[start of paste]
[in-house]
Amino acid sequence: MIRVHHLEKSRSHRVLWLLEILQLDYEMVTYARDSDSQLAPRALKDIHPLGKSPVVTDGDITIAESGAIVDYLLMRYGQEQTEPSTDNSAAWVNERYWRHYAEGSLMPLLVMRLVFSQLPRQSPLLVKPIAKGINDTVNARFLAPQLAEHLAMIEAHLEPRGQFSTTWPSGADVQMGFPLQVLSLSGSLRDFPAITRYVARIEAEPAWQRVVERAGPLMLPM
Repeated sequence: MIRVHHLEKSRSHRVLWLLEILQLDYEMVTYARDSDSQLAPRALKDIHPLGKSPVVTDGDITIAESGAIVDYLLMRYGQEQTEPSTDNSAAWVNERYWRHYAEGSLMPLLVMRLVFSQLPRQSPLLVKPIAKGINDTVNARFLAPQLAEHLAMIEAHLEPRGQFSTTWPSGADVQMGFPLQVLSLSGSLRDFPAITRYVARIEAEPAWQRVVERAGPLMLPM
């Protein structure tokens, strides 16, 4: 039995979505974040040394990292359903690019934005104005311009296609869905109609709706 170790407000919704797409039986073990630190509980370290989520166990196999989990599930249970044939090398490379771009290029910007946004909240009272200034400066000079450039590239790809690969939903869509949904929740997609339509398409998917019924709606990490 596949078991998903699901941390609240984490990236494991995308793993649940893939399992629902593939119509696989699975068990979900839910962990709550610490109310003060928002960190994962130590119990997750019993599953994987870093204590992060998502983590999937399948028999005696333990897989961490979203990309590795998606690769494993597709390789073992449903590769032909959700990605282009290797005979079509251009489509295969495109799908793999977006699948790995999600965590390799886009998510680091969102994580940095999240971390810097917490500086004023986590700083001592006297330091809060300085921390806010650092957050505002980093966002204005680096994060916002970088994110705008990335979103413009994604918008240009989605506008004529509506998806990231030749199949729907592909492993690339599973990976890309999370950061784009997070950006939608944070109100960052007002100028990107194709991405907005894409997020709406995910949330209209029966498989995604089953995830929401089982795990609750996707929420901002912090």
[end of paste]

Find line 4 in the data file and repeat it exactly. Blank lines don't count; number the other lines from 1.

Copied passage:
């Protein structure tokens, strides 16, 4: 039995979505974040040394990292359903690019934005104005311009296609869905109609709706 170790407000919704797409039986073990630190509980370290989520166990196999989990599930249970044939090398490379771009290029910007946004909240009272200034400066000079450039590239790809690969939903869509949904929740997609339509398409998917019924709606990490 596949078991998903699901941390609240984490990236494991995308793993649940893939399992629902593939119509696989699975068990979900839910962990709550610490109310003060928002960190994962130590119990997750019993599953994987870093204590992060998502983590999937399948028999005696333990897989961490979203990309590795998606690769494993597709390789073992449903590769032909959700990605282009290797005979079509251009489509295969495109799908793999977006699948790995999600965590390799886009998510680091969102994580940095999240971390810097917490500086004023986590700083001592006297330091809060300085921390806010650092957050505002980093966002204005680096994060916002970088994110705008990335979103413009994604918008240009989605506008004529509506998806990231030749199949729907592909492993690339599973990976890309999370950061784009997070950006939608944070109100960052007002100028990107194709991405907005894409997020709406995910949330209209029966498989995604089953995830929401089982795990609750996707929420901002912090």